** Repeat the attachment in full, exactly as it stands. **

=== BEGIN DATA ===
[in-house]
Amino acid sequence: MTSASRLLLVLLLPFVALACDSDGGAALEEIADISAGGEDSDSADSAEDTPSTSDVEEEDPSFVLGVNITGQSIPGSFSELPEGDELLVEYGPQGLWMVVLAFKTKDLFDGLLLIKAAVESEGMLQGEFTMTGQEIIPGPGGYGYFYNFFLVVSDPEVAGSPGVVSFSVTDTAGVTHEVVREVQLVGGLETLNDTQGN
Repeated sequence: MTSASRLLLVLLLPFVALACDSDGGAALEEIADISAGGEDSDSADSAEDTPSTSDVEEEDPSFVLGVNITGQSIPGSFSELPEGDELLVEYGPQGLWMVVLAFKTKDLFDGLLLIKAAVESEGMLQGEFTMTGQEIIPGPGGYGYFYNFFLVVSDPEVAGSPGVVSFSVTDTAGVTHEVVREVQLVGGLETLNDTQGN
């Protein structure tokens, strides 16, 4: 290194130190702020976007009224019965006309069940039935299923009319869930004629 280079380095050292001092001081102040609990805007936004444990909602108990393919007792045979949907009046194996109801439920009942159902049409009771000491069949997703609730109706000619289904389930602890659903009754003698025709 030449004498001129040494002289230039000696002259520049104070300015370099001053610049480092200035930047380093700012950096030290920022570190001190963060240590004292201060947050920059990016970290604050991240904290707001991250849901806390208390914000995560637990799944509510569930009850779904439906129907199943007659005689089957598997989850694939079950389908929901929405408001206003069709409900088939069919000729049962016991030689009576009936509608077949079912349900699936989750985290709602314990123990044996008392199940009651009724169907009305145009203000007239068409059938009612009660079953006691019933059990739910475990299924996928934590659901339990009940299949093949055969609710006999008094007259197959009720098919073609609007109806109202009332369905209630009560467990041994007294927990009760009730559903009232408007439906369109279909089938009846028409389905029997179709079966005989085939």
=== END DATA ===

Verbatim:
[in-house]
Amino acid sequence: MTSASRLLLVLLLPFVALACDSDGGAALEEIADISAGGEDSDSADSAEDTPSTSDVEEEDPSFVLGVNITGQSIPGSFSELPEGDELLVEYGPQGLWMVVLAFKTKDLFDGLLLIKAAVESEGMLQGEFTMTGQEIIPGPGGYGYFYNFFLVVSDPEVAGSPGVVSFSVTDTAGVTHEVVREVQLVGGLETLNDTQGN
Repeated sequence: MTSASRLLLVLLLPFVALACDSDGGAALEEIADISAGGEDSDSADSAEDTPSTSDVEEEDPSFVLGVNITGQSIPGSFSELPEGDELLVEYGPQGLWMVVLAFKTKDLFDGLLLIKAAVESEGMLQGEFTMTGQEIIPGPGGYGYFYNFFLVVSDPEVAGSPGVVSFSVTDTAGVTHEVVREVQLVGGLETLNDTQGN
């Protein structure tokens, strides 16, 4: 290194130190702020976007009224019965006309069940039935299923009319869930004629 280079380095050292001092001081102040609990805007936004444990909602108990393919007792045979949907009046194996109801439920009942159902049409009771000491069949997703609730109706000619289904389930602890659903009754003698025709 030449004498001129040494002289230039000696002259520049104070300015370099001053610049480092200035930047380093700012950096030290920022570190001190963060240590004292201060947050920059990016970290604050991240904290707001991250849901806390208390914000995560637990799944509510569930009850779904439906129907199943007659005689089957598997989850694939079950389908929901929405408001206003069709409900088939069919000729049962016991030689009576009936509608077949079912349900699936989750985290709602314990123990044996008392199940009651009724169907009305145009203000007239068409059938009612009660079953006691019933059990739910475990299924996928934590659901339990009940299949093949055969609710006999008094007259197959009720098919073609609007109806109202009332369905209630009560467990041994007294927990009760009730559903009232408007439906369109279909089938009846028409389905029997179709079966005989085939």